Popular with tourists, not so popular with locals
I have been fortunate enough to have experienced the undiscovered gem that is the Northern Territory, both as a tourist and now as a resident. My first experience here involved hostels, tours, clubbing, tourist hotspots, late nights and early mornings. I spent almost two weeks with a friend, packing as much we could into every day, not realising that no matter how hard we tried, we had missed most of what the Northern Territory has to offer. I do have to add, we did some pretty incredible things on that trip, and on the trips to follow, some of which I will mention below as the best things to do in the NT, but I have since discovered much more.
I am surprised as an Australian, just how many international tourists visit the Northern Territory. The city is bustling with them, for most of them, this was their first and only stop in Australia, and even more surprisingly, a large majority of them, stay much longer than originally planned. This was my first clue. I wouldn’t say the Northern Territory is large in size, meaning there isn’t a lot packed in. Darwin is particularly small, and most of the Northern Territory is vast open desert or open woodland. So this led me to believe there must be more to the NT than endless sights and activities. The east coasters and my friends from down south turned up their nose when I shared my decision to move here. I got a lot of “be safe, its rough up there” and “what are you doing that for?”. Most Australians, other than those who have braved a trip here, aren’t the slightest bit interested in visiting our top end. They are really missing out.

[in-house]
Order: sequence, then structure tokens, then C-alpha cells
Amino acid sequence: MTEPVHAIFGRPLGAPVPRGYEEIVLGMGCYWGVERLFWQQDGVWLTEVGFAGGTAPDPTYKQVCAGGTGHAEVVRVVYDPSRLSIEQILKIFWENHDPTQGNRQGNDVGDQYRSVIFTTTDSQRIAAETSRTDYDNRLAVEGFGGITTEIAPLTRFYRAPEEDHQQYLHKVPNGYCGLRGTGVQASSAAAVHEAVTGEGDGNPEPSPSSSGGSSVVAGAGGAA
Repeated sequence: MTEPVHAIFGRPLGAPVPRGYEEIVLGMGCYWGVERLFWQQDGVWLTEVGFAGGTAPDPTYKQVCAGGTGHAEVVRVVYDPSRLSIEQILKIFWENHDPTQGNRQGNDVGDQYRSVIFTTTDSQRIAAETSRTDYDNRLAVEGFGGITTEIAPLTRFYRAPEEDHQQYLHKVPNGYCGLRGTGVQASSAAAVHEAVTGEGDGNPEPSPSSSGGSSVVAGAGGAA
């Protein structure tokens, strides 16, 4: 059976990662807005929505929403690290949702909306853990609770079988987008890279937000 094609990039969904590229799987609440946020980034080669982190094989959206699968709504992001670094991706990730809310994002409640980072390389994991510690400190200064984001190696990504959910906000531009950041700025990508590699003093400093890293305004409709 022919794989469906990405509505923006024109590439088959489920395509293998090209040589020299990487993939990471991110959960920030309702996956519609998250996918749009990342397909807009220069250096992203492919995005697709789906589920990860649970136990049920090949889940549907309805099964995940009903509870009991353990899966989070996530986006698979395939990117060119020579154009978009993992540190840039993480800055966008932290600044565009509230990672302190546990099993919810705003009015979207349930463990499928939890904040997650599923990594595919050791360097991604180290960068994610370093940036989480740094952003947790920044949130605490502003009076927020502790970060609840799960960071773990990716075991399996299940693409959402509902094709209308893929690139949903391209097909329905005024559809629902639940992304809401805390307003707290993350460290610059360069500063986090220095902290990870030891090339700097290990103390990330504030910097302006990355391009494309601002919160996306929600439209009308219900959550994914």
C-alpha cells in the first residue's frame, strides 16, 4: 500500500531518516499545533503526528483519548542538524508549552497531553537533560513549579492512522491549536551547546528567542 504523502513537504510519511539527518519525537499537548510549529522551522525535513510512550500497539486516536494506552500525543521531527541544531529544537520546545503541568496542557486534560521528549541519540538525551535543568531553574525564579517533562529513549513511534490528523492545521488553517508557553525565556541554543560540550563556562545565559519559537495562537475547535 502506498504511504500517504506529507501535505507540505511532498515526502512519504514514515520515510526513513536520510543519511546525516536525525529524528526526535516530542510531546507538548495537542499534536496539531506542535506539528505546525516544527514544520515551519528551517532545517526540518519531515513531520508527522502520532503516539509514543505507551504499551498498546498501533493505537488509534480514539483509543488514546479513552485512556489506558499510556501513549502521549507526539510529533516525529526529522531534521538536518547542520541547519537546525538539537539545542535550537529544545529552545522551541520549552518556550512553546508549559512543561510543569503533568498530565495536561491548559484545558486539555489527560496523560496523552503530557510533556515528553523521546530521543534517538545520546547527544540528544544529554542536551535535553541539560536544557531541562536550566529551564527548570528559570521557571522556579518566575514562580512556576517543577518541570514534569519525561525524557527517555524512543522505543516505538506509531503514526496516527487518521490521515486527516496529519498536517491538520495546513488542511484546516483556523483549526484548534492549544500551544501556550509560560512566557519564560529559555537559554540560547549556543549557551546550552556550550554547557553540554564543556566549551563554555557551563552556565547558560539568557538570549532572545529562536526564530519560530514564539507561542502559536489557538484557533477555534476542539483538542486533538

Moving from Melbourne’s winter, I was extremely excited to feel the sun on my face and spend more time outdoors. I drove into the city knowing I had 4-5 hours until I was able to meet up with my new house mate. I had basic knowledge of the city layout and decided to find the botanic gardens, a place I had sought refuge from the heat before. Clambering out of my fully packed car, I found a delightful spot on the lawn in the shade. The sky is clear, the air is warm and it hugs your skin in the warmest embrace. Staring at the sky, I explore the tops of tropical trees that are unfamiliar to me. Large dark green shiny leaves and small nut looking fruits lead to heavy smooth giant looking branches and trunks. Bugs crawl through the grass and fly around my head, and birds of prey soar around the sky in search of their next meal. This place is so unfamiliar, so different its hard to believe I haven’t flown overseas.